Climbing and cheering


My saintly wife let me sleep until 9 this morning. I woke once about eight and heard a rumpus, but fell asleep again straight away. When I finally awoke, groggy and a bit wonky from lying in bed too long, I still felt much better, so I took La Serpiente out for pancakes to celebrate.
We had a nice, calm morning. We tootled around and got some coffee, then the girls scooted for a while, and then I went climbing while my wife bundled La Serpiente and Destroyer into a taxi and headed off to Jurong. (More on this a little later…)

It was my friend Jalean’s birthday and we were all going climbing together at 3:30; I got there at 3 and wore myself out on a few bouldering problems, but by 3:30 Jalean hadn’t arrived. Nor by 4. She was almost 45 minutes late (detained by other celebrations) and I had to clear off at 4:30.

I’d climbed three routes by then; while in Seattle I bought a climbing harness, and for one route I had a friend belay me, and for the other two I used an auto-belay. I discovered I really, really dislike the auto-belay. It doesn’t ever feel as taut as when a human is working the rope, so I never quite feel secure, and while that’s not so bad going up, coming down I can’t bring myself to jump off the wall, so I end up slowly down climbing. A waste of time for everyone else and not so much fun for me.

With Jalean arriving, she cajoled me to do one last route before I left. I had a choice of a very easy one, a not very easy one, and something I possible, so I took the middle option:

The whole route up was mostly those large green holds, too big for a good pinch grip, angled too much to get a hand wrapped around, and far enough apart to make my brute strength approach less than useful. Of course, having the rope means you should be able to rest between moves, but my instinct to cling on is hard to overcome.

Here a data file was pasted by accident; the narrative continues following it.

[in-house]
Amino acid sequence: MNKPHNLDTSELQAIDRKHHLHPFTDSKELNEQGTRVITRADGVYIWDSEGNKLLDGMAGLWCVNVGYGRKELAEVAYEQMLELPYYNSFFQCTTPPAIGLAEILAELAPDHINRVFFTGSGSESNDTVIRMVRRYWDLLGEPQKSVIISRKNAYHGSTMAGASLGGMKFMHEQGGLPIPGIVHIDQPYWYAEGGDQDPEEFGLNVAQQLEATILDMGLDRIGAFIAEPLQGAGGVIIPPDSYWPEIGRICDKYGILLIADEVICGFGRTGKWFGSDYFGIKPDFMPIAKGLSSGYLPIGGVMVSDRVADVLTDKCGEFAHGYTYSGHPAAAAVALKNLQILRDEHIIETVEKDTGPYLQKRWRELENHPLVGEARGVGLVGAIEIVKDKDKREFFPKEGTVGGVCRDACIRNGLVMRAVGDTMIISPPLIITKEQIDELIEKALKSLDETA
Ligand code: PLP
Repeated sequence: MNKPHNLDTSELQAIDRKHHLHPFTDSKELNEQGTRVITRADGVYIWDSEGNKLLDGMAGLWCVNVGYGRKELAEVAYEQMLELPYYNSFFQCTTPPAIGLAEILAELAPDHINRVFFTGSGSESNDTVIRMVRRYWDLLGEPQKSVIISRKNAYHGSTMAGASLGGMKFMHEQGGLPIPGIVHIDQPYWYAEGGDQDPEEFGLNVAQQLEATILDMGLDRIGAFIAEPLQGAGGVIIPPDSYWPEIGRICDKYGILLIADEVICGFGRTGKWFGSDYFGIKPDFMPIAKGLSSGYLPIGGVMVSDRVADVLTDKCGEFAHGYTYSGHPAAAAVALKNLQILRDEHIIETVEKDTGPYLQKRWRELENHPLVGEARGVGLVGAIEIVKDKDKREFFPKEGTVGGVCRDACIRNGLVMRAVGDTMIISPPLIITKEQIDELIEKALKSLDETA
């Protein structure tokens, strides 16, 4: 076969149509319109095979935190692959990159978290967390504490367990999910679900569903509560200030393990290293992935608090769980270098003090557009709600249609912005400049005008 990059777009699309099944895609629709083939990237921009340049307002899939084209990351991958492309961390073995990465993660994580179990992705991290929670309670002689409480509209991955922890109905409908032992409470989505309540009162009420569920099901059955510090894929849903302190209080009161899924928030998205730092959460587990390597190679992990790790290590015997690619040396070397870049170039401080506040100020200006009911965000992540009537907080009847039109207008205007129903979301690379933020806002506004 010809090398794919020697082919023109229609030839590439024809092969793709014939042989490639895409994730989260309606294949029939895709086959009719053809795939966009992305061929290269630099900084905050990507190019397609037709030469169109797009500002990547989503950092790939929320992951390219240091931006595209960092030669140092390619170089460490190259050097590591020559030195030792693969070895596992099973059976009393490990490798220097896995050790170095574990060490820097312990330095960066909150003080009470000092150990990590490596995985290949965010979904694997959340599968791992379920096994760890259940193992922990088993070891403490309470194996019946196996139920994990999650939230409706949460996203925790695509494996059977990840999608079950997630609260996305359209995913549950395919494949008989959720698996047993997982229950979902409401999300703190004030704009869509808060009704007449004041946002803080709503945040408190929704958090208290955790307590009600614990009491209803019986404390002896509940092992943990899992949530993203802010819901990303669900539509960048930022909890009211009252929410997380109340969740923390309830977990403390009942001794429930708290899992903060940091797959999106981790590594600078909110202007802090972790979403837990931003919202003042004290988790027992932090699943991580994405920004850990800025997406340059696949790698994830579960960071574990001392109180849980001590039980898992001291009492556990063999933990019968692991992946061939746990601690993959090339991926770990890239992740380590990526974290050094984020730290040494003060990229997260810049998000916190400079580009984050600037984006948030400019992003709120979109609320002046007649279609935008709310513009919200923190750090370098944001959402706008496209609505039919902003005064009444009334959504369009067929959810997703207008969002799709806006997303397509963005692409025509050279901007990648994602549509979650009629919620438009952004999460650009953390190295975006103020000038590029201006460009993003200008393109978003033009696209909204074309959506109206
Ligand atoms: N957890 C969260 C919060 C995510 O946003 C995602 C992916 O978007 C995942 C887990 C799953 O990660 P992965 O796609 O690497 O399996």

I got most of the way up (three storeys) and ground to a halt near the top. The final hold was just out of reach and I was feeling exhausted. A last bit of cajoling (Jalean yelling up at me to "make [my] daughters proud") was enough to make me… lose my footing, but the rope allowed me to recover and then shift my feet and make the final move.

(I’m not cheating, honest – my left foot is flagging, not resting on that pink hold.) I descended as fast as I could and then rushed off to rendezvous with the rest of the family…

… Who were at the Jurong East Stadium, where, improbably enough, La Serpiente was part of the cheerleading squad that went on the field before a Singapore Premier League football match between the Niigata Prawnsnacks and somebody else who wore bright blue. (I’d been in the sun for a bit and was starting to lose my mind.) It took me a little while to get past the security on the gate, because I didn’t have a ticket to spectate, but after I insisted I was only there to watch my daughter and not the match, they let me in.

Cheerleading is clearly a serious business. There were at least twenty or thirty girls on the pitch, and La Serpiente was in the front row, waving her pom poms. I got flustered and forgot to press the Record button on my camera until near the end, but I did get this:

From the stage-frightened La Serpiente of her school concert from just two years ago, to somebody mad to go and wave some pom poms in front of hundreds of strangers, is quite the remarkable transformation. I’m not overly keen on the concept of cheerleaders, but if it’s something that makes her happy and excited, can I really complain?

Afterwards, we bundled them back into another taxi and went home, where I had an online game of Blood Bowl to play and my wife put the girls to bed (a respite for them from Daddy Bedtimes, which I guess made everyone happy – I did get to hose them both down before bed though.)

So that was quite the weekend. I think next week we’ll try to go a bit more gently…


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